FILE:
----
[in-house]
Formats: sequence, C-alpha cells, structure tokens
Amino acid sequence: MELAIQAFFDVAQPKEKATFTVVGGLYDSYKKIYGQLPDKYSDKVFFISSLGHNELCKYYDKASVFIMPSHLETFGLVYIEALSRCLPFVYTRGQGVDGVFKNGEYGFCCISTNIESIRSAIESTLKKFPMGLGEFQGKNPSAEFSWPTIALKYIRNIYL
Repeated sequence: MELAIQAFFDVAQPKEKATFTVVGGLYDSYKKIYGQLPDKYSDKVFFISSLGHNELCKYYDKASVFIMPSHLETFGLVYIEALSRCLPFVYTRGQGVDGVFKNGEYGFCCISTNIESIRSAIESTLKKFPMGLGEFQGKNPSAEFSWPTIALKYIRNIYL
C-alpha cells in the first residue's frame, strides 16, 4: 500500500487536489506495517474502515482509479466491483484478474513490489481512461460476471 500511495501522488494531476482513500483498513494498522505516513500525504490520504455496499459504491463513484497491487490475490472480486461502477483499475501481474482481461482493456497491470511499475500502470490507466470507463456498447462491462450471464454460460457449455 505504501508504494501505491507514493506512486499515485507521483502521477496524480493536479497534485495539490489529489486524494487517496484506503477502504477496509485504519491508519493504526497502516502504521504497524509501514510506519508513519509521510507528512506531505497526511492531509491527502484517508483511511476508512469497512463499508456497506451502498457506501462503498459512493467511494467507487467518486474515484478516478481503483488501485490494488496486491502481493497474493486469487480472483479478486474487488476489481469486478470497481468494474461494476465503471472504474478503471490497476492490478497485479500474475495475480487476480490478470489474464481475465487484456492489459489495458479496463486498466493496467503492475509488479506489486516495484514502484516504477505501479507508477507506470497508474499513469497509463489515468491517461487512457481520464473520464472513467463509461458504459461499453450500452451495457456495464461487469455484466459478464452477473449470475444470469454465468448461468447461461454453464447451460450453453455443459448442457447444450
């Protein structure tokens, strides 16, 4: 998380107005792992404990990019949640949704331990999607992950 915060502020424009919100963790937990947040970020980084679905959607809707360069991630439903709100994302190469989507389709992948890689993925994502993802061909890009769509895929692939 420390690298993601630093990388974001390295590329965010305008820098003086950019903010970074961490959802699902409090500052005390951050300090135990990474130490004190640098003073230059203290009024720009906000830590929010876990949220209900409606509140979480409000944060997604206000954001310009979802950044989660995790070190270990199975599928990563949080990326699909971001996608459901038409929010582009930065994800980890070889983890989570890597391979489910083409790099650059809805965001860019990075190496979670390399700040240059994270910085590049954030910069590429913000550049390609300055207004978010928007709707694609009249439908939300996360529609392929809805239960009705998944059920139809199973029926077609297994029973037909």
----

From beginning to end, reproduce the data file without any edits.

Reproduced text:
[in-house]
Formats: sequence, C-alpha cells, structure tokens
Amino acid sequence: MELAIQAFFDVAQPKEKATFTVVGGLYDSYKKIYGQLPDKYSDKVFFISSLGHNELCKYYDKASVFIMPSHLETFGLVYIEALSRCLPFVYTRGQGVDGVFKNGEYGFCCISTNIESIRSAIESTLKKFPMGLGEFQGKNPSAEFSWPTIALKYIRNIYL
Repeated sequence: MELAIQAFFDVAQPKEKATFTVVGGLYDSYKKIYGQLPDKYSDKVFFISSLGHNELCKYYDKASVFIMPSHLETFGLVYIEALSRCLPFVYTRGQGVDGVFKNGEYGFCCISTNIESIRSAIESTLKKFPMGLGEFQGKNPSAEFSWPTIALKYIRNIYL
C-alpha cells in the first residue's frame, strides 16, 4: 500500500487536489506495517474502515482509479466491483484478474513490489481512461460476471 500511495501522488494531476482513500483498513494498522505516513500525504490520504455496499459504491463513484497491487490475490472480486461502477483499475501481474482481461482493456497491470511499475500502470490507466470507463456498447462491462450471464454460460457449455 505504501508504494501505491507514493506512486499515485507521483502521477496524480493536479497534485495539490489529489486524494487517496484506503477502504477496509485504519491508519493504526497502516502504521504497524509501514510506519508513519509521510507528512506531505497526511492531509491527502484517508483511511476508512469497512463499508456497506451502498457506501462503498459512493467511494467507487467518486474515484478516478481503483488501485490494488496486491502481493497474493486469487480472483479478486474487488476489481469486478470497481468494474461494476465503471472504474478503471490497476492490478497485479500474475495475480487476480490478470489474464481475465487484456492489459489495458479496463486498466493496467503492475509488479506489486516495484514502484516504477505501479507508477507506470497508474499513469497509463489515468491517461487512457481520464473520464472513467463509461458504459461499453450500452451495457456495464461487469455484466459478464452477473449470475444470469454465468448461468447461461454453464447451460450453453455443459448442457447444450
């Protein structure tokens, strides 16, 4: 998380107005792992404990990019949640949704331990999607992950 915060502020424009919100963790937990947040970020980084679905959607809707360069991630439903709100994302190469989507389709992948890689993925994502993802061909890009769509895929692939 420390690298993601630093990388974001390295590329965010305008820098003086950019903010970074961490959802699902409090500052005390951050300090135990990474130490004190640098003073230059203290009024720009906000830590929010876990949220209900409606509140979480409000944060997604206000954001310009979802950044989660995790070190270990199975599928990563949080990326699909971001996608459901038409929010582009930065994800980890070889983890989570890597391979489910083409790099650059809805965001860019990075190496979670390399700040240059994270910085590049954030910069590429913000550049390609300055207004978010928007709707694609009249439908939300996360529609392929809805239960009705998944059920139809199973029926077609297994029973037909």